Newly retired school teacher Bob Hamill goes to the Caribbean in search of a boat and within days of arriving he finds himself crewing on a luxury catamaran with a colourful skipper and heading for new and exciting anchorages and cultures
If he’d have been born in another century, I’m sure he would have sailed with the pirates Blackbeard or Jack Sparro, such is his adventurous and independent spirit, but today Jages Martin manages the Moorings bareboat base on the island of Canouan in the Caribbean. I had the good fortune to meet this modern-day Scottish adventurer while looking to buy a boat in the Caribbean from the Moorings. Jages was supervising the haul-out for survey on the island of St Vincent when he asked if I’d like to join him on a delivery trip. He was taking a new Leopard 46 catamaran north to the island of St Lucia. Naturally I couldn’t say “yes” quick enough.
On the nose
We left mid-morning with a gentle 10-knot north-easterly, you guessed it, right on the nose. We cruised along the western side of the island with the twin Yanmars giving us an easy seven plus knots of boat speed. St Vincent is a rugged volcanic island with steep mountains ridges coming all the way down to the coast. The vegetation was lush with coconut palms lining the shore. The Leopard catamaran was luxury plus with air-conditioning, plush upholstery and a back verandah the West Indies cricket team could use for practice. While I am a committed monohull devotee, I had to admit this was comfortable cruising.
We all know in the cruising world that all good things only last so long. As we left the protection of the island the big Atlantic swells and wind-driven waves made for a very uncomfortable ride. The wind began to show its true colours, rising to 20 knots and the Leopard began to fight against the unfriendly and steep sea. Jages had the full main up but gave the Yanmars a few more revs. To her credit the Leopard responded and we continued with speed averaging between six and seven knots. The ride was bumpy but St Lucia Island could be seen clearly in the distance.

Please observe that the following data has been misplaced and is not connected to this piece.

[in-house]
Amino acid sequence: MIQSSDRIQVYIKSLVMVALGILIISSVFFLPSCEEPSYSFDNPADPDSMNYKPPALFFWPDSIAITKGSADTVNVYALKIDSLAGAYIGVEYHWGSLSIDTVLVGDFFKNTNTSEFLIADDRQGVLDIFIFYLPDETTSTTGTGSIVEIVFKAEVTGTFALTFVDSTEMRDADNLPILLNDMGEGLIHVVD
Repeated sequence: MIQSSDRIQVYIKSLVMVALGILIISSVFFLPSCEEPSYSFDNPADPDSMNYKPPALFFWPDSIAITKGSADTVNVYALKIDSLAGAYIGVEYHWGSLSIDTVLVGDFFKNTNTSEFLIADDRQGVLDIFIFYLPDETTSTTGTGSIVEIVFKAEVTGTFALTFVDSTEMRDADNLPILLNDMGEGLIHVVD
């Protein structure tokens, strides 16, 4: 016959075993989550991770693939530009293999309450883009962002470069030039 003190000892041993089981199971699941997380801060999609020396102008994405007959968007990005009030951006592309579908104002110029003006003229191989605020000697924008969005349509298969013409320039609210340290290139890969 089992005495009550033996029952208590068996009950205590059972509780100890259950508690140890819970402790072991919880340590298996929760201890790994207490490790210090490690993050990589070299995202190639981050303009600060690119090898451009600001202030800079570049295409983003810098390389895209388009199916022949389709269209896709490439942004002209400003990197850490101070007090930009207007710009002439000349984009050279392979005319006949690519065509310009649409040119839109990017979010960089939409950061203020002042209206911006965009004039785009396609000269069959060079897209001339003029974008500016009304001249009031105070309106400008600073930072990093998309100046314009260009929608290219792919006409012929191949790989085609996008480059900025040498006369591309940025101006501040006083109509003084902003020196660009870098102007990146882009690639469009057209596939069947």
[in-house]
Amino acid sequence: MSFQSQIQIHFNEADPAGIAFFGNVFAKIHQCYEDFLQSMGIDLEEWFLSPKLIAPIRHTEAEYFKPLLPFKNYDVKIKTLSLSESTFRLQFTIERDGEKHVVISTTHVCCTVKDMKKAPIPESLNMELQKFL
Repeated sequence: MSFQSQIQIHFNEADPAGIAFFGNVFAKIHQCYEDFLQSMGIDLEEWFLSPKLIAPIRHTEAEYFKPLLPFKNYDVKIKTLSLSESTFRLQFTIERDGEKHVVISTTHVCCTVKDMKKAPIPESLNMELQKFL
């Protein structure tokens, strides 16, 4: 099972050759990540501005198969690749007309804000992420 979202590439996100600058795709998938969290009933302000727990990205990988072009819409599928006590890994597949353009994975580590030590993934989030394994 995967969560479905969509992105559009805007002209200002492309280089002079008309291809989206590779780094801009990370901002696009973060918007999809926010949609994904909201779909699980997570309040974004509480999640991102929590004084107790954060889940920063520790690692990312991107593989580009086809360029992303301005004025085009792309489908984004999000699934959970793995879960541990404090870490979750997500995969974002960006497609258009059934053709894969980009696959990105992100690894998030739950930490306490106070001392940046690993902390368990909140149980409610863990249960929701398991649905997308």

The most prominent landmarks of St Lucia are twin extinct volcanic peaks: the Pitons. We headed their way and as we approached the coast the ruggedness of the landform was obvious. Clouds shrouded the steep mountain peaks and very soon a squall headed our way. With the wind speed hitting 25 knots, Jages asked Zee, the West Indian crew man, to put the first reef in. Zee moves around on a bouncy deck like a cat: sure-footed and fast. The wind and sea continued to increase and soon the second reef was in place. The Leopard pounded into the steep seas with spray drenching anyone forward of the “verandah”. We were heading for Marigot Bay on the western sheltered side of the island. Jages said the entrance was hidden and would not be seen until we were right on it; a fact all good pirates would have been aware of in times past. He said an English Admiral successfully hid his fleet in there from the French some centuries ago.
Marigot Bay was picture-postcard perfect, just like you imagine the Caribbean to be with sandy beaches, turquoise water and swaying palm trees. The dogleg entrance made for a beautiful flat anchorage. Boat boys came out to meet us in their dinghies with a mooring costing about $15 per night. We rafted alongside another Moorings boat and Jages went ashore to clear us in with customs. We had only travelled about 40 miles and here we were clearing into customs for a new country, so different to our Australian cruising grounds. The Moorings office in Marigot Bay can be found in a beautiful and very tastefully designed two-storey timber building alongside the marina. The anchorage was packed with yachts of all sizes including a beautiful square-rigger.